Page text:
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Teilhard de Chardin, fully Pierre Teilhard de Chardin

(1881 - 1955)

Biography:

French Philosopher, Paleontologist, Geologist, Jesuit Priest and Author

Quotes
A breeze passes in the night. When did it spring up? Whence does it come? Whither is it going? No man knows.
A first result of the 'mass-setting' which mankind is gradually undergoing at this moment is that every one of us, taken in isolation, is becoming less and less materially self-sufficient. A series of new needs, which it would be puerile and anti-biological to regard as superfluous and artificial, is continually making itself felt in us. It is no longer possible for us to live and develop without an increasing supply of rubber, of metals, oil, electricity and energy of all sorts. No individual could henceforth manage to produce his daily bread on his own. Mankind is more and more taking the form of an organism that possesses a physiology and, in the current phrase, a common 'metabolism'. We may, if we please, say that these ties are superficial, and that we will lose them if we wish.
A more complete study of the movements of the world will oblige us, little by little, to turn it upside down; in other words, to discover that if things hold and hold together, it is only by reason of complexity, from above.
A universal love is not only psychologically possible; it is the only complete and final way in which we are able to love.
Above all I feel that you must resign yourself to taking me as I am, that is, with the congenital quality (or weakness) which ever since my childhood has caused my spiritual life to be completely dominated by a sort of profound 'feeling' for the organic realness of the World. At first it was an ill-defined feeling in my mind and heart, but as the years have gone by it has gradually become a precise, compelling sense of the Universe's general convergence upon itself; a convergence which coincides with, and culminates at its zenith in, him in quo omina constant, and whom the Society has taught me to love.
Above all, trust in the slow work of God. We are quite naturally impatient in everything to reach the end without delay. We should like to skip the intermediate stages. We are impatient of being on the way to something unknown, something new. And yet it is the law of all progress that it is made by passing through some stages of instability— and that it may take a very long time. And so I think it is with you; your ideas mature gradually—let them grow, let them shape themselves, without undue haste. Don’t try to force them on, as though you could be today what time (that is to say, grace and circumstances acting on your own good will) will make of you tomorrow. Only God could say what this new spirit gradually forming within you will be. Give Our Lord the benefit of believing that his hand is leading you, and accept the anxiety of feeling yourself in suspense and incomplete.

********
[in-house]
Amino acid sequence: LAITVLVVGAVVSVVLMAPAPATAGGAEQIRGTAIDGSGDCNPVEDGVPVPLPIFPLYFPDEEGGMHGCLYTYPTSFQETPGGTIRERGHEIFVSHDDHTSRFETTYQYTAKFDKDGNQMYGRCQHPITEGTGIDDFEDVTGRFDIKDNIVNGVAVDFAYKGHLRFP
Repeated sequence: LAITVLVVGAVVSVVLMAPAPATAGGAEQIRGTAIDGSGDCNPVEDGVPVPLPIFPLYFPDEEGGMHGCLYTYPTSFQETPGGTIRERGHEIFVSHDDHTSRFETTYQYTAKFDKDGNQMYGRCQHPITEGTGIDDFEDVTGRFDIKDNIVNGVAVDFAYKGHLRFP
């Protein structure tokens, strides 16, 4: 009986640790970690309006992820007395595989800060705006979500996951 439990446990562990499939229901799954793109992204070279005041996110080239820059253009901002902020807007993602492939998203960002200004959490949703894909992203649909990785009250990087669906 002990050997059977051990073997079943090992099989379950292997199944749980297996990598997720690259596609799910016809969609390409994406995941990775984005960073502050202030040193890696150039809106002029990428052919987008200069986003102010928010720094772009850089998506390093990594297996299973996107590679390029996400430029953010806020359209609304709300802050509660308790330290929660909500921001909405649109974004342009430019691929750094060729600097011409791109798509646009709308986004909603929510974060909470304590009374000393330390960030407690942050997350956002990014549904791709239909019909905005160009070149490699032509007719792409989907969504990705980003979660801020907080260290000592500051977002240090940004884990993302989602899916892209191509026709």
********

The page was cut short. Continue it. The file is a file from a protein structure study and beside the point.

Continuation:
All the communions of a life-time are one communion. All the communions of all men now living are one communion. All the communions of all men, present, past and future, are one communion.
Already, in the social and biological field, the fact of our recognizing that, as a result of the properties of love, the universe becomes personalized as it concentrates, was enabling us to avoid both fragmentation through individualization and mechanization through collectivism. Now, in the domain of mysticism, the same light shows us the channel between two equally dangerous reefs. Ever since man, in becoming man, started on his quest for unity, he has constantly oscillated, in his visions, in his ascesis, or in his dreams, between a cult of the spirit which made him jettison matter and a cult of matter which made him deny spirit: omegalization allows us to pass between this Scylla and Charybdis of rarefaction or the quagmire. Detachment now comes not through a severance but through a traversing and a sublimation; and spiritualization not by negation of the multiple or an escape from it, but by emergence. This is the via tertia that opens up before us as soon as spirit is no longer the opposite extreme but the higher pole of matter in course of super-centration. It is not a cautious and neutral middle course, but the bold, higher road, in which the values and properties of the two other roads are combined and correct one another.
As a result of changes which, over the last century, have modified our empirically based pictures of the world and hence the moral value of many of its elements, the ' human religious ideal ' inclines to stress certain tendencies and to express itself in terms which seem, at first sight, no longer to coincide with the 'Christian religious ideal '.
As I pointed out, for one form of synthesis that brings freedom there are hundreds of others that lead only to the vilest forms of bondage. We are only too conscious of this; but how can we come together in such a way as to free ourselves? In virtue of the laws of moleculization, the problem obviously consists in finding the way of grouping ourselves together not 'tangentially', in the nexus of an extrinsic activity or function, but radially', center to center; how to associate in such a way as, by synthesis, to stimulate deep within ourselves a progress that is directly centric in nature. In other words, what we have to do is to love one another because love is equally by definition the name we give to 'inter-centric' actions. By its nature, love is the only synthesizing energy whose differentiating action can super-personalize us. But just how can one ever contrive to love a multitude? if we set the two words side by side, love and multitude, surely they enclose a contradiction?